(1) The note may be genuinely borrowed or it may be 'planted' with an obliging stooge. In the latter case, the 'planting' may be done, with a view to overcoming any stalling on the part of the audience to part with the required note, in other words, to cut out any delay. Such procedure may not entail the actual giving of a note to the stooge to hand up later, but may merely be that the performer has arranged with the obliging stooge to hand up a note of his own, if there is the slightest delay.

If the performer does resort to actually 'planting' the note with the stooge, then he may take advantage of the fact that the number will be known beforehand and a duplicate can be prepared for di 3 very later on.

One such method is to obtain two notes which are consecutive in number, and with a typewriter eraser rub out the last number on each note.


If you are giving a children's show for an hour or so, you will find it to your advantage if you can allow all of them to let off steam half way through.

I have used the following item for two seasons and have proved its success.

Two gaily coloured tubes are shown, each with a black musical motif as decoration.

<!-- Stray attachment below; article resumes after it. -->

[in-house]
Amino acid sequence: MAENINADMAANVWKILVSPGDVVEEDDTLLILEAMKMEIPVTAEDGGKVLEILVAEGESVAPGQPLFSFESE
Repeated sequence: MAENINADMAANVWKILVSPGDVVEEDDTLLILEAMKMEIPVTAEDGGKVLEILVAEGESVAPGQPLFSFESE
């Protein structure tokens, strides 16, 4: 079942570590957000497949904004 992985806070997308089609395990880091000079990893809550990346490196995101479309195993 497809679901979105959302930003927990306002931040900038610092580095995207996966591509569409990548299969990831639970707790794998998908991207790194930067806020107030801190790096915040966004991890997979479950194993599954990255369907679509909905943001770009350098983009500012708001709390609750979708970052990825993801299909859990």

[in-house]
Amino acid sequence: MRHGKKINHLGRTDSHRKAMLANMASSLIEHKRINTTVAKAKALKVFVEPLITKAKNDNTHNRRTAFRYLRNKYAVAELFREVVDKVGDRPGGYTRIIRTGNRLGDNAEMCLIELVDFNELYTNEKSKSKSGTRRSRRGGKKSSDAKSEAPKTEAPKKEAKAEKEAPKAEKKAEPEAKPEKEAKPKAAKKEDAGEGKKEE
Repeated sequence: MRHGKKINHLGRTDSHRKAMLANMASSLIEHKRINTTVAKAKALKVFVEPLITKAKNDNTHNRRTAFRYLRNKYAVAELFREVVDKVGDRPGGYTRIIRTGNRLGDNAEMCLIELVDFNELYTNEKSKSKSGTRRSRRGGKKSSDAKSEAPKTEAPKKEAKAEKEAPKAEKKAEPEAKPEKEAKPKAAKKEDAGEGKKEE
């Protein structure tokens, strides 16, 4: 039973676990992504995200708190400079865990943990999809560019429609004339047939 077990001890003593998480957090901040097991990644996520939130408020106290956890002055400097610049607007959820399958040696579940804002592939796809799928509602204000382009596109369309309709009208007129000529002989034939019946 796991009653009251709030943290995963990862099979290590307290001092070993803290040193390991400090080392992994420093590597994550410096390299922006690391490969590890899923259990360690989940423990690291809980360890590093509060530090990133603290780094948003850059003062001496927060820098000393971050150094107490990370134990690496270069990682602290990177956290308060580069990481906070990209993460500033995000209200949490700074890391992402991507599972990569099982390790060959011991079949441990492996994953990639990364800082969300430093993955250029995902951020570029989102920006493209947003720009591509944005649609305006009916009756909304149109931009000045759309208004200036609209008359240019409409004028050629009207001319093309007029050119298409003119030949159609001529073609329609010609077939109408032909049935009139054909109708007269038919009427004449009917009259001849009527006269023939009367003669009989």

Inform the youngsters that you will withdraw pictures from each tube which will represent grand Christmas melodies, "which we are all going to sing".

Hold first tube up for inspection (a la ghost tube). Touch it with wand and withdraw the first Ask them which song it represents and when they have guessed correctly get them started singing it. Not a difficult feat if your first silk is "Jingle Bells". Show second tube empty and carry on as above. When I say "carry on" I mean it. Swing your wand like a conductor's baton and move snappily in what ever space is allotted you. You'll enjoy it as much as the kids !

The Ghost tubes are easily made from two empty canisters with bottoms removed and a couple of "shilling" size ice cream cones. Try different sizes of tins until you get a good fit, apply a suitable adhesive and start decorating. Outside could be red or yellow with bold musical note, tapered inset bright blue inside.

Silks should be white and about 12" square with appropriate paintings on them. These can be copied from music sheet drawings or Christmas cards.

Th£ ones I used were "Jingle Bells" (Xmas card copy), "Good King Wenceslaus". "White Christmas" ("XMAS" on a white silk) and "Rudolf the Red Nosed Reindeer" (music sheet copy). Try it out and give yourself a treat!

Thus you have two perfect duplicates, the one being a duplicate of the other. I have no knowledge of this having been done extensively, indeed I think that most performers would hesitate to use this method with currency notes, for it is well known, or should be, that it is illegal to mutilate currency. It has, I am sure been done with postal order of much lower value than a note, but whether this is illegal, I am not prepared to say.